Manchester United are for sale: Why have the Glazers decided now, and who can afford them?


The Glazer family’s controversial 17-year reign at the helm of Manchester United has taken a significant step towards reaching a conclusion the supporters have been pining for.

They announced on Tuesday that United were up for sale and Raine Group has been instructed to find new investment, in the form of a complete sale or by selling a minority stake.

Any sale of a multibillion-pound business, however, is unlikely to be a quick process and there are many bridges to cross before a different name is above the door at Old Trafford.

Why have they chosen this moment to put the club up for sale?

The timing should not be viewed as a surprise — and there are myriad reasons for that.

For starters, the Glazers, who are based in the United States, have observed the Chelsea sale and then witnessed Fenway Sports Group outline its plans to sell Liverpool.

Liverpool being on the market led to a possibility United’s owners could miss out on a potential sale of their own, while there would have been concerns about the possibility of being forgotten about by would-be investors.

Perhaps a more significant factor as to why the Glazers have decided now is the time to seek a sale is the failure of Project Big Picture in 2020 and the European Super League in 2021.

Project Big Picture, which had been approved by the Football League, was a proposal created by Liverpool and United which would have seen the Premier League’s biggest clubs gaining control over the running of the top flight.

The cost of this would have been increasing funding down the football pyramid. Rick Parry, the EFL chairman, labelled it a “great idea”.

Project Big Picture, however, was unanimously rejected by the Premier League.

After that failed, the Glazer family became heavily involved in plans for a European Super League. Arsenal, Chelsea, Liverpool, Manchester City and Tottenham had also signed up.

manchester united glazers protest european super league old trafford

United fans reacting to the Super League proposals (Photo: Oli Scarff/AFP via Getty Images)

Had either proposal gone ahead, it would have boosted the Glazers’ finances, so they were left wondering where that growth was going to come from — and this leads to redeveloping Old Trafford, which in turn is another factor for selling up.

The cost of a season ticket at Old Trafford hasn’t changed for years, and it would have been almost impossible for the Glazers to raise prices without a huge backlash, so the obvious solution is to get more supporters inside the stadium.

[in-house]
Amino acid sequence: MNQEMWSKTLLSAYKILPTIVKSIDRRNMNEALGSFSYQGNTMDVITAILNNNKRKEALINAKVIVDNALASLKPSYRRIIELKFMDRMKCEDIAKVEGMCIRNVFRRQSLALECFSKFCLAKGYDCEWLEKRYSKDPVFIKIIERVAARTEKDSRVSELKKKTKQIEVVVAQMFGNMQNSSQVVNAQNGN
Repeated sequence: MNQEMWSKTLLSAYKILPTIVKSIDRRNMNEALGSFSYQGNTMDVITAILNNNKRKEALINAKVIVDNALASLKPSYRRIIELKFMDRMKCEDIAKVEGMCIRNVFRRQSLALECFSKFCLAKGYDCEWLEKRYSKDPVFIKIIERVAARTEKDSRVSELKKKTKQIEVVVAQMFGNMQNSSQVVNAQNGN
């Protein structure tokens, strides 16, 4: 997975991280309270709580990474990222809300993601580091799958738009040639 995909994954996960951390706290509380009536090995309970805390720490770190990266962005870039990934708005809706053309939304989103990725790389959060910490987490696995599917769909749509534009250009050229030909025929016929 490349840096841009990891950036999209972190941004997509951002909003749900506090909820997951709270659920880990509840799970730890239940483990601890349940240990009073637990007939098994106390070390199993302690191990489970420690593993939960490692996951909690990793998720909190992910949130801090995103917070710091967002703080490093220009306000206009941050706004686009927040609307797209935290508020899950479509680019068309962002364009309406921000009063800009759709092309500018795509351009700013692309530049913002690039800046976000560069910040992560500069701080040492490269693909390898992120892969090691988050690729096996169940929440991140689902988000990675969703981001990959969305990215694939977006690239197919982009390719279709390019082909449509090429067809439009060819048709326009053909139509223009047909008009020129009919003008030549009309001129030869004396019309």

United are in the early stages of planning a redevelopment and it has been noted that the cost — while strengthening the first team and investing in the training ground at Carrington — is a significant reason to seek significant investment.

It is a challenge that requires additional capital, which, in their model, the club does not have access to.

Although Tuesday night’s statement appeared to be sudden, Premier League executives at rival clubs were made aware of the Glazer family’s intention to sell in the summer.

How much are Manchester United worth?

When the New York Stock Exchange — where they are listed — closed on Tuesday, Manchester United’s market cap (how much it would cost to buy all of the shares associated with the club) was just shy of $2.5billion (£2.1bn). After the markets opened on Wednesday morning, the market cap had climbed to $3.03bn (£2.5bn) by 8pm (GMT) (3pm EST).

This, however, will not dictate a sale price the Glazer family can command.

The initial suggestion is that United could be sold for £5billion — and it is Raine Group’s job to attract the highest bidder. Some believe that figure will be a stretch, while other reports indicate they are targeting around £8bn.

Kieran Maguire, the University of Liverpool’s football finance expert, says the market cap price will be ignored.

“If you take a look at the value of the business, it is a bit like a house — it is what you owe on the mortgage, plus whatever equity is in the house,” Maguire told The Athletic. “If you want to persuade at least 50 per cent of the shareholders, and by that, I mean the Glazers as they have 95 per cent of the votes, then you have got to get the whole family to agree to a sale.

“Are they going to accept the $15 (this was the share price before the NYSE opened on Wednesday)? Certainly not. Manchester United’s shares were previously trading at more than $20, and I think the highest price was close to $27.